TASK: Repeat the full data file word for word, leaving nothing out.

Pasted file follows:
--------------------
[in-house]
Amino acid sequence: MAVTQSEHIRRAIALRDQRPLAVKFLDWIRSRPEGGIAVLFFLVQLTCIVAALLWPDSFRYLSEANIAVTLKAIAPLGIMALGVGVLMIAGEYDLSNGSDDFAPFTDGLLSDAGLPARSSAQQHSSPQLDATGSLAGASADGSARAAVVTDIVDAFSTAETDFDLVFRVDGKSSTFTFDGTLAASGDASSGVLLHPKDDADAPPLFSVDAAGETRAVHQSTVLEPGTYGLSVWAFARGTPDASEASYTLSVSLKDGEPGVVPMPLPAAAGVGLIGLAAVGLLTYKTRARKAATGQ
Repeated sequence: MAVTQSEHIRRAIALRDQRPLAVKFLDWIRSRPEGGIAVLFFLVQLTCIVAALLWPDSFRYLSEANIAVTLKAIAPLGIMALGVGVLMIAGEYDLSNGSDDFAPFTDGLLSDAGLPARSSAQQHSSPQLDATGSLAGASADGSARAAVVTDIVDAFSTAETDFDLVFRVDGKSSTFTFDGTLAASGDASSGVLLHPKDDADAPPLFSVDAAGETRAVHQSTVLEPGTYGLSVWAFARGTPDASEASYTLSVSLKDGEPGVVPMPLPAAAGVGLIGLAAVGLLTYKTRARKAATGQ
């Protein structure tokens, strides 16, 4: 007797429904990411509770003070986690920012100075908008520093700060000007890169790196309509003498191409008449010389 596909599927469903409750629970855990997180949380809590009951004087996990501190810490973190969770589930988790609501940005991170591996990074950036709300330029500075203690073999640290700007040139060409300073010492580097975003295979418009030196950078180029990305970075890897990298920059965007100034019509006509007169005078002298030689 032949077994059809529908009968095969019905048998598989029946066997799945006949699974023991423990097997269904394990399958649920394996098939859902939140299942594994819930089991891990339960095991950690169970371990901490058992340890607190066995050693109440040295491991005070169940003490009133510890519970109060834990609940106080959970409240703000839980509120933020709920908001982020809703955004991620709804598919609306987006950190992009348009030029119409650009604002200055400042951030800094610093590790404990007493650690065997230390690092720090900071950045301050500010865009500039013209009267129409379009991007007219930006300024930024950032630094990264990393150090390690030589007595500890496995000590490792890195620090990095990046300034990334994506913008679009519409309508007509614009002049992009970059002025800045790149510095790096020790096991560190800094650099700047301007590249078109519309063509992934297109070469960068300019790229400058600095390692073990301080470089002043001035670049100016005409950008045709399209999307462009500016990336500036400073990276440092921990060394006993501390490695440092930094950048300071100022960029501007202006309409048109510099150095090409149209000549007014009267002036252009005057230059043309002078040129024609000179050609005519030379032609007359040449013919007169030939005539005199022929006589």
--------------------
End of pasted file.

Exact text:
[in-house]
Amino acid sequence: MAVTQSEHIRRAIALRDQRPLAVKFLDWIRSRPEGGIAVLFFLVQLTCIVAALLWPDSFRYLSEANIAVTLKAIAPLGIMALGVGVLMIAGEYDLSNGSDDFAPFTDGLLSDAGLPARSSAQQHSSPQLDATGSLAGASADGSARAAVVTDIVDAFSTAETDFDLVFRVDGKSSTFTFDGTLAASGDASSGVLLHPKDDADAPPLFSVDAAGETRAVHQSTVLEPGTYGLSVWAFARGTPDASEASYTLSVSLKDGEPGVVPMPLPAAAGVGLIGLAAVGLLTYKTRARKAATGQ
Repeated sequence: MAVTQSEHIRRAIALRDQRPLAVKFLDWIRSRPEGGIAVLFFLVQLTCIVAALLWPDSFRYLSEANIAVTLKAIAPLGIMALGVGVLMIAGEYDLSNGSDDFAPFTDGLLSDAGLPARSSAQQHSSPQLDATGSLAGASADGSARAAVVTDIVDAFSTAETDFDLVFRVDGKSSTFTFDGTLAASGDASSGVLLHPKDDADAPPLFSVDAAGETRAVHQSTVLEPGTYGLSVWAFARGTPDASEASYTLSVSLKDGEPGVVPMPLPAAAGVGLIGLAAVGLLTYKTRARKAATGQ
């Protein structure tokens, strides 16, 4: 007797429904990411509770003070986690920012100075908008520093700060000007890169790196309509003498191409008449010389 596909599927469903409750629970855990997180949380809590009951004087996990501190810490973190969770589930988790609501940005991170591996990074950036709300330029500075203690073999640290700007040139060409300073010492580097975003295979418009030196950078180029990305970075890897990298920059965007100034019509006509007169005078002298030689 032949077994059809529908009968095969019905048998598989029946066997799945006949699974023991423990097997269904394990399958649920394996098939859902939140299942594994819930089991891990339960095991950690169970371990901490058992340890607190066995050693109440040295491991005070169940003490009133510890519970109060834990609940106080959970409240703000839980509120933020709920908001982020809703955004991620709804598919609306987006950190992009348009030029119409650009604002200055400042951030800094610093590790404990007493650690065997230390690092720090900071950045301050500010865009500039013209009267129409379009991007007219930006300024930024950032630094990264990393150090390690030589007595500890496995000590490792890195620090990095990046300034990334994506913008679009519409309508007509614009002049992009970059002025800045790149510095790096020790096991560190800094650099700047301007590249078109519309063509992934297109070469960068300019790229400058600095390692073990301080470089002043001035670049100016005409950008045709399209999307462009500016990336500036400073990276440092921990060394006993501390490695440092930094950048300071100022960029501007202006309409048109510099150095090409149209000549007014009267002036252009005057230059043309002078040129024609000179050609005519030379032609007359040449013919007169030939005539005199022929006589």